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Tuesday, September 23, 2008

Without God?

The article basically argues that we don't need religion anymore, now that we have science. Obviously I disagree, although I share the author's disdain for many of the religious views he has come across. But this is the most interesting admission:

Worse, the worldview of science is rather chilling. Not only do we not find any point to life laid out for us in nature, no objective basis for our moral principles, no correspondence between what we think is the moral law and the laws of nature, of the sort imagined by philosophers from Anaximander and Plato to Emerson. We even learn that the emotions that we most treasure, our love for our wives and husbands and children, are made possible by chemical processes in our brains that are what they are as a result of natural selection acting on chance mutations over millions of years. And yet we must not sink into nihilism or stifle our emotions. At our best we live on a knife-edge, between wishful thinking on one hand and, on the other, despair.

I would really like to hear the author, on rational grounds, try to defend his choice of the word "must" in the penultimate sentence of this paragraph. In a consistently naturalistic world, all human "musts" and "shoulds" are as meaningless as belief in God.

And, I would add, it isn't just emotions that are the mere effect of chemical processes and chance mutations. The same MUST be said for so-called "rational" thought (such as scientific theorizing) itself.


Matthew said...

I find the idea that we don't need God about as silly as the idea that God didn't use evolution to create man.

Science will never have answers to "what is the point of life"; and if that question is important to you then so is religion.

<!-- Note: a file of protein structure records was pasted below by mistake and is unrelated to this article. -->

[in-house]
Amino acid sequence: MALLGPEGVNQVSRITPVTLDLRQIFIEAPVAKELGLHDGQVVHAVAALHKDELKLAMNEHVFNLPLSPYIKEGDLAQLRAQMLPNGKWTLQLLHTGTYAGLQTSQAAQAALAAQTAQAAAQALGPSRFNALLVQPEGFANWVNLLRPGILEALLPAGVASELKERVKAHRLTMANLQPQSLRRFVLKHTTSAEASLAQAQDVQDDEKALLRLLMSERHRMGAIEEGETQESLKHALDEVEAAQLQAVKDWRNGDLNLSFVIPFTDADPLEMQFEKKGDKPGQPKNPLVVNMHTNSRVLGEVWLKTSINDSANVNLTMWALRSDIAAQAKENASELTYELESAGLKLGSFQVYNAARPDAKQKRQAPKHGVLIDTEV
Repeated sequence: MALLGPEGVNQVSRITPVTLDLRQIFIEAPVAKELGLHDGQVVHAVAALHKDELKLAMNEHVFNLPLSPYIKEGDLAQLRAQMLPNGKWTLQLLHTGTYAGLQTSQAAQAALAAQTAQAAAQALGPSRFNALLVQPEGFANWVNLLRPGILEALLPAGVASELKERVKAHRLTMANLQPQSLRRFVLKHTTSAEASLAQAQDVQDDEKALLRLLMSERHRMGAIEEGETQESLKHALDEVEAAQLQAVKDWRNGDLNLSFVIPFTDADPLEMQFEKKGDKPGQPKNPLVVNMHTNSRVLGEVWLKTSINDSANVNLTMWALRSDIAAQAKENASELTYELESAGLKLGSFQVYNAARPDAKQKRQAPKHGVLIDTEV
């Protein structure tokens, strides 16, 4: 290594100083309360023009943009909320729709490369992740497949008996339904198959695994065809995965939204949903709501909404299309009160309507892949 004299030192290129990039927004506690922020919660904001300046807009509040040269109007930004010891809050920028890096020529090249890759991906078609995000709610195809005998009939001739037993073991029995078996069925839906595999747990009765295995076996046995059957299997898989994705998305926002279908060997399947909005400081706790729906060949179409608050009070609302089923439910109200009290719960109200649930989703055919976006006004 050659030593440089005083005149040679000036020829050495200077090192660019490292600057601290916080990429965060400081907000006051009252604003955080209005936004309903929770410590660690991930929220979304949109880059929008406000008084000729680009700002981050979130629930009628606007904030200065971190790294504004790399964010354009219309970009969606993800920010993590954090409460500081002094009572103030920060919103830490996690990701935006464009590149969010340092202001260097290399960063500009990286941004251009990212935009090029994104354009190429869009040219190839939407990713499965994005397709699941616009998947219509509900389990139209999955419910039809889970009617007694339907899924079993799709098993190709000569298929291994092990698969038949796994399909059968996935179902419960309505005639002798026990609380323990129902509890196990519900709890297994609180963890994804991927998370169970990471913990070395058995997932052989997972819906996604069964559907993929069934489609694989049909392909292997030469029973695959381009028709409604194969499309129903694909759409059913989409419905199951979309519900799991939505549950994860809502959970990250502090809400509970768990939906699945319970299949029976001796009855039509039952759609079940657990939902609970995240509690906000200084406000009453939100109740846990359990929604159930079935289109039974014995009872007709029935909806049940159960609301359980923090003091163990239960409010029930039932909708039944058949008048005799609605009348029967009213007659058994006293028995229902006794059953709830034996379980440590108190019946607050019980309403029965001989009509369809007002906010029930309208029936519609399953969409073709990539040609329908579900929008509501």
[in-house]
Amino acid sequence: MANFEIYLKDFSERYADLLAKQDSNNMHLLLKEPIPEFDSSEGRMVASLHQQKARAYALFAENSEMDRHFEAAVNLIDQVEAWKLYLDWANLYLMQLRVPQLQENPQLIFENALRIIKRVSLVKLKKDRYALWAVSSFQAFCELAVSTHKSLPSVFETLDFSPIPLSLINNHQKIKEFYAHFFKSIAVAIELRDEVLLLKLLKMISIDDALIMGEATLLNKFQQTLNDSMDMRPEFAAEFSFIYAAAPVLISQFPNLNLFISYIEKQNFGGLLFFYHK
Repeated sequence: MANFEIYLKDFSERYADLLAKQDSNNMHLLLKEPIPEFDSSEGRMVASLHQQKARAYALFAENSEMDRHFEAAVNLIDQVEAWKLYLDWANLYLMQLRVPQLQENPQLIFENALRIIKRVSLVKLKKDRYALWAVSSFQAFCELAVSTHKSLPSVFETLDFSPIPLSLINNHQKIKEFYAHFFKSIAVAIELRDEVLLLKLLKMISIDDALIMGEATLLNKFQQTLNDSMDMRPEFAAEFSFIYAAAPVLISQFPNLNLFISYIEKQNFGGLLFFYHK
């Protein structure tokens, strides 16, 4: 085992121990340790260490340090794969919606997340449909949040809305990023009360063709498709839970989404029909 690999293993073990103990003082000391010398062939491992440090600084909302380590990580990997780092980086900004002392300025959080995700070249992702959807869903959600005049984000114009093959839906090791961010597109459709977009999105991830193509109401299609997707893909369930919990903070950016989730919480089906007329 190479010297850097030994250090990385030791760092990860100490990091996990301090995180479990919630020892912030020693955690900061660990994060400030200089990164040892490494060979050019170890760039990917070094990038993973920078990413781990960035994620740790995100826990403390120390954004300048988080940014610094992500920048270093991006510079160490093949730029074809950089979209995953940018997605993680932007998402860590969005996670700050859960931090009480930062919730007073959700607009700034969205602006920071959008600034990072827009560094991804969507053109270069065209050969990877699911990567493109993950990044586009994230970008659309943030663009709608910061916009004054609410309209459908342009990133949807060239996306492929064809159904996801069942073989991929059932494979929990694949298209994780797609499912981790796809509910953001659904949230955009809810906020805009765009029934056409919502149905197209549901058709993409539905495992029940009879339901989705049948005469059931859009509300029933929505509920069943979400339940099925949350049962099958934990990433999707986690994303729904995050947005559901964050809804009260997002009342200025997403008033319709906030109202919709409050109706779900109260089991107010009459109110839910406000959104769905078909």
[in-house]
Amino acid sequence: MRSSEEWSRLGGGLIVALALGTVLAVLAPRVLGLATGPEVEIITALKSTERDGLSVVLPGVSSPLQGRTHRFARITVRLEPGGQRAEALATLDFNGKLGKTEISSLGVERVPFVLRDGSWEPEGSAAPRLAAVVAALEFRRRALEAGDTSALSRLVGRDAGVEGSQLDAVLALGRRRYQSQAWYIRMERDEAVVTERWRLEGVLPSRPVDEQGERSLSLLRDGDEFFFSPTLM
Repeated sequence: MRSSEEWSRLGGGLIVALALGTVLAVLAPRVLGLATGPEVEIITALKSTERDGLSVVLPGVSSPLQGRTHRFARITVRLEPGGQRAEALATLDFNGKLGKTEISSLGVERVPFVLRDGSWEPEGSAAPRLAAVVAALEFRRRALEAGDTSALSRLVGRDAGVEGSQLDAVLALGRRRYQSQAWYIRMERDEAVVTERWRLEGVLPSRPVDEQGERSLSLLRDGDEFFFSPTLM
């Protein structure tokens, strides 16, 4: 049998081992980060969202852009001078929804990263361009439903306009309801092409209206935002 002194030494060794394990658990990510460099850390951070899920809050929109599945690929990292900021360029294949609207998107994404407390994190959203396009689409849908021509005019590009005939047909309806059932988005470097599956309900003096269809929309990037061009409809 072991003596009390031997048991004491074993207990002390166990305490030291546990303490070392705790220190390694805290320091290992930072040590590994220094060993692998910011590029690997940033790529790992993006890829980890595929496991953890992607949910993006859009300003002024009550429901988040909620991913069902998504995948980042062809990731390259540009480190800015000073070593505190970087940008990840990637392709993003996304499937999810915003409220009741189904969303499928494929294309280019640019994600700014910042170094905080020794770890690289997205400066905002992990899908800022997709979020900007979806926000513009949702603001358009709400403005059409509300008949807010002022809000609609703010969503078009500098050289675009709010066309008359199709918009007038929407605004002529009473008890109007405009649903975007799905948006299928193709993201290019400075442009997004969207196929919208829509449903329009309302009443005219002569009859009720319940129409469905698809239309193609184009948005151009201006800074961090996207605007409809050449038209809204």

Religion will never have answers to questions like "why are two bodies attracted to each other in proportion to their mass"; and if knowing that answer is important to you then so is science.

Scientific study provides then answer to how God makes the universe hum, because for some people (myself included) "God did it" is an unsatisfactory answer. I believe God did, but I want to know the mechanism. This includes using the very simple and powerful idea that some genetic mixes don't end up with as many offspring as others, and in the aggregate over millions of years, that can change the genetic makeup of a species, especially with a little "random" mutation thrown in (is anything really random to a God who knows everything?)

Anonymous said...

I think the pseudo-war between science and religion will start to improve into a more complete understanding that science is the study of God and that God works through science not against it.

This basic premise is a very great challenge to faith based religion which opposes scientific truth. A challenge too, to atheism it will be.

Mark Swanson said...

Matthew: I agree, except for your first sentence.

Argent: re: "Science is the study of God"- science can only study the material universe. It has no methodology for speaking authoritatively about a Being who created the Universe but is not Himself a part of it.

Anonymous said...

As I suggested Christianity cannot accept this yet.

But I do believe God includes the material universe and that God is not separate. God is with us all at all times and in all ways.

David Haddon said...

Argent: You seem to have redefined God. What evidence do you have for defining God as including the material universe?

Christians have a revelation of the immaterial nature of God from Jesus Christ who said that "God is spirit."

Moreover, Christians have the powerful logical argument (the cosmological argument) that leads to God's being the self-existent (uncaused) cause of all that is including the material universe. Now since the recent and often grudging acceptance of the Big Bang as the discrete beginning of the universe about 14 billion years ago by most astronomers and cosmologists, the Big Bang's implication of a Beginner has proved so convincing to many astronomers and even to a philosopher like Mortimer Adler (U of Chicago, Great Books Program)that they have become theists, even, as in Adler's case, Christian theists.